Post-Bronchodilator Spirometry Can Reduce COPD Overdiagnosis

October 22, 2019
Kevin Kunzmann

A new study shows the underutilized test could reveal an additional 9% of asthma diagnoses and potentially 8% of asthma-COPD overlap syndrome cases.

Srinadh Annangi, MD

Spirometry with bronchodilator testing may help reduce the overdiagnosis of chronic obstructive pulmonary disease (COPD) while also identifying patients with asthma-COPD overlap syndrome (ACOS).

A new assessment of data from the National Health and Nutrition Examination Survey (NHANES) presented at the CHEST 2019 Annual Meeting in New Orleans this week showed the often underutilized post-bronchodilator spirometry test may help more clearly determine distinctions between COPD and asthma—and conditions which may overlap them.

Led by Srinadh Annangi, MD, of the University of Kentucky College of Medicine, investigators sought to determine the role of bronchodilator in bettered COPD screening and respiratory disease diagnosis. They noted the test’s limited presence in practice comes in spite of clinical recommendation to use post-bronchodilator ratio of forced expiratory volume in 1 second (FEV1) over forced vital capacity (FVC) in diagnosis.

The team used NHANES data analyzed from 2007-2013. Subjects ≥40 years or older with spirometry studies meeting the American Thoracic Society (ATS) quality standards were included. Blood eosinophil counts and FEV1 change were used to define blood eosinophilia and bronchodilator reversibility.

The NHANES-listed question of “Has a doctor or health care professional ever told you that you have asthma?” was used to define asthma history. ACOS risk was identified by 2 of the following: post-bronchodilator FEV1/FVC < 0.7, FEV1 change of ≥400 ml, or asthma history—along with any 1 minor criteria listed.

The observed patient population included 8002 subjects ≥40 years old who had completed pre-bronchodilator spirometry testing. Of those, 625 met ATS spirometry quality standards and had an initial FEV1/FVC < 0.7. Of these patients, 381 (61%) had post-bronchodilator FEV1/FVC < 0.7—confirming irreversible airway obstruction.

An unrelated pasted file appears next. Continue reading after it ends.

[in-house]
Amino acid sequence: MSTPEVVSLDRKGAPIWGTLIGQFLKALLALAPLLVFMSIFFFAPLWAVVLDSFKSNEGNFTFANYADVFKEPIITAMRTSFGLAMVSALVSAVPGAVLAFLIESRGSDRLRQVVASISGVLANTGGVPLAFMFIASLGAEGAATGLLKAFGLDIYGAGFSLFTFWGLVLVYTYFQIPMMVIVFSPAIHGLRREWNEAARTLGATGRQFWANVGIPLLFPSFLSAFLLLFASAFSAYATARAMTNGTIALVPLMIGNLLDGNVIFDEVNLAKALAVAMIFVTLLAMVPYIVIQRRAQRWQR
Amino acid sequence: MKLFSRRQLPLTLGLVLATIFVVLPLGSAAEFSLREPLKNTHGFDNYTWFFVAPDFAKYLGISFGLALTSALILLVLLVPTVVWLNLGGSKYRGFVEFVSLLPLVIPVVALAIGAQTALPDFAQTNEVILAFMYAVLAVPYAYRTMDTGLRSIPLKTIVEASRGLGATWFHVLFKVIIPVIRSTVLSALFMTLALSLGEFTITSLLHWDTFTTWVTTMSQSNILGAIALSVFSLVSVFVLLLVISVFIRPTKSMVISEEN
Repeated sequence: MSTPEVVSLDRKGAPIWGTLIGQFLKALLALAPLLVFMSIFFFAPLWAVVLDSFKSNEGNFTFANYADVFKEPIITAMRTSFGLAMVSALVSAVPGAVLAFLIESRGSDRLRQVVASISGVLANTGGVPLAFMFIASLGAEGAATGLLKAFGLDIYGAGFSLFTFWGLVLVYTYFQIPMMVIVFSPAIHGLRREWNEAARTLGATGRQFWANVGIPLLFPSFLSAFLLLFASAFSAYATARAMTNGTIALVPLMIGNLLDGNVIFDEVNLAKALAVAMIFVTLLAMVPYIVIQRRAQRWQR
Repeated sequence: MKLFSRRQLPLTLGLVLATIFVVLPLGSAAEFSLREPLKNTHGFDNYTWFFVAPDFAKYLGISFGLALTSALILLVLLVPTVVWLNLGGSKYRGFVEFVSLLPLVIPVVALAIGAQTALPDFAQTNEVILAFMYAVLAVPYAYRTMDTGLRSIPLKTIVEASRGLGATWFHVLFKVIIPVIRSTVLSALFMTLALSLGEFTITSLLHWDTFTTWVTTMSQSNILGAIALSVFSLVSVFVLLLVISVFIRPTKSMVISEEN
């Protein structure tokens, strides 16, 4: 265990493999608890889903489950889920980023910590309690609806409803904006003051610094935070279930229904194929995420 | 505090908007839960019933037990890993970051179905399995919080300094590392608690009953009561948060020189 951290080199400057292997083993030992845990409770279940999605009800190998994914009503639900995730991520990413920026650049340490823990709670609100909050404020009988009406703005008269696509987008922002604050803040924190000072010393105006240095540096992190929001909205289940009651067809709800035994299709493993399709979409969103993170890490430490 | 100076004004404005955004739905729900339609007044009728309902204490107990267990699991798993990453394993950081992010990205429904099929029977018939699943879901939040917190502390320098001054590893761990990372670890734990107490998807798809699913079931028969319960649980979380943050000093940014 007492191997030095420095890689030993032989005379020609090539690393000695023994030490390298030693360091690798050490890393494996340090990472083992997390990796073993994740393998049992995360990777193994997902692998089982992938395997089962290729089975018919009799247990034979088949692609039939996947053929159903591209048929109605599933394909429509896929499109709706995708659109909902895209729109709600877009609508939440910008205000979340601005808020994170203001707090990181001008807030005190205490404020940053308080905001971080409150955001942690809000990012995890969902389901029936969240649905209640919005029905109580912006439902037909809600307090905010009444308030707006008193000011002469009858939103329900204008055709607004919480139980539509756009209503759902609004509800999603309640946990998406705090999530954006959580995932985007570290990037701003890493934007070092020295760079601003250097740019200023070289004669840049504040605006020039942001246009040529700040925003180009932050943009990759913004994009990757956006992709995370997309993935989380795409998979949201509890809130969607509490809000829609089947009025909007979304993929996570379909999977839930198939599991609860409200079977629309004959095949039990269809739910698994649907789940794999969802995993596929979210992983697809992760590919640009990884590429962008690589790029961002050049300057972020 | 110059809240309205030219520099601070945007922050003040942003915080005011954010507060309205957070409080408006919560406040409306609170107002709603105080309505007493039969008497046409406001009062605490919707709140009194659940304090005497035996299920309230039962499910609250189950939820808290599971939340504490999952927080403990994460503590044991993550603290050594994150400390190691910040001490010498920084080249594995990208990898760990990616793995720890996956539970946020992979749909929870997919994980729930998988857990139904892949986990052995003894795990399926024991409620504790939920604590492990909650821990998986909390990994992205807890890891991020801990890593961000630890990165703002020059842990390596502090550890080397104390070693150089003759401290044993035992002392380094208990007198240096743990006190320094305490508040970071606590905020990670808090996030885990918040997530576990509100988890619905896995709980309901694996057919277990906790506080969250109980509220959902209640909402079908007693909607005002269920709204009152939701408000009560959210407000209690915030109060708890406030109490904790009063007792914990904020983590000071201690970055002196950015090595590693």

Of the 381 patients, 12 (3.1%) had asthma history and bronchodilator reversibility; 16 (4.2%) had asthma history and blood eosinophilia; 2 (0.7%) had FEV1 change of ≥400 ml and blood eosinophilia. Investigators noted ACOS was more likely than lone COPD in these patients.

Of the remaining 244 patients, 24 (9.8%) had bronchodilator reversibility—10 of which having eosinophilia, making asthma more likely. Another 18 of the patients with bronchodilator reversibility, and 6 of the 10 patients with reversibility and eosinophilia had no prior asthma history.

These patients would likely be diagnosed incorrectly as having COPD if pre-bronchodilator FEV1/FVC was noted considered. The implication of the finding could be even greater in such a patient population.

“Not performing bronchodilator testing routine and relying on pre-bronchodilator FEV1/FVC ratio will lead to COPD overdiagnosis in 40% of subjects,” Annangi said in a statement.

Indeed, investigators concluded COPD overdiagnosis could occur in 39% of subjects, and called for further evaluation for potential asthma in 9.8% of the subjects observed in their study.

Another 8% of patients diagnosed with COPD likely have ACOS as well, based on post-bronchodilator spirometry values and recommended criteria.

The study, “Role of Bronchodilator Testing in Identifying COPD, Asthma, and Asthma-COPD Overlap Syndrome: NHANES III Analysis,” was presented at CHEST 2019.

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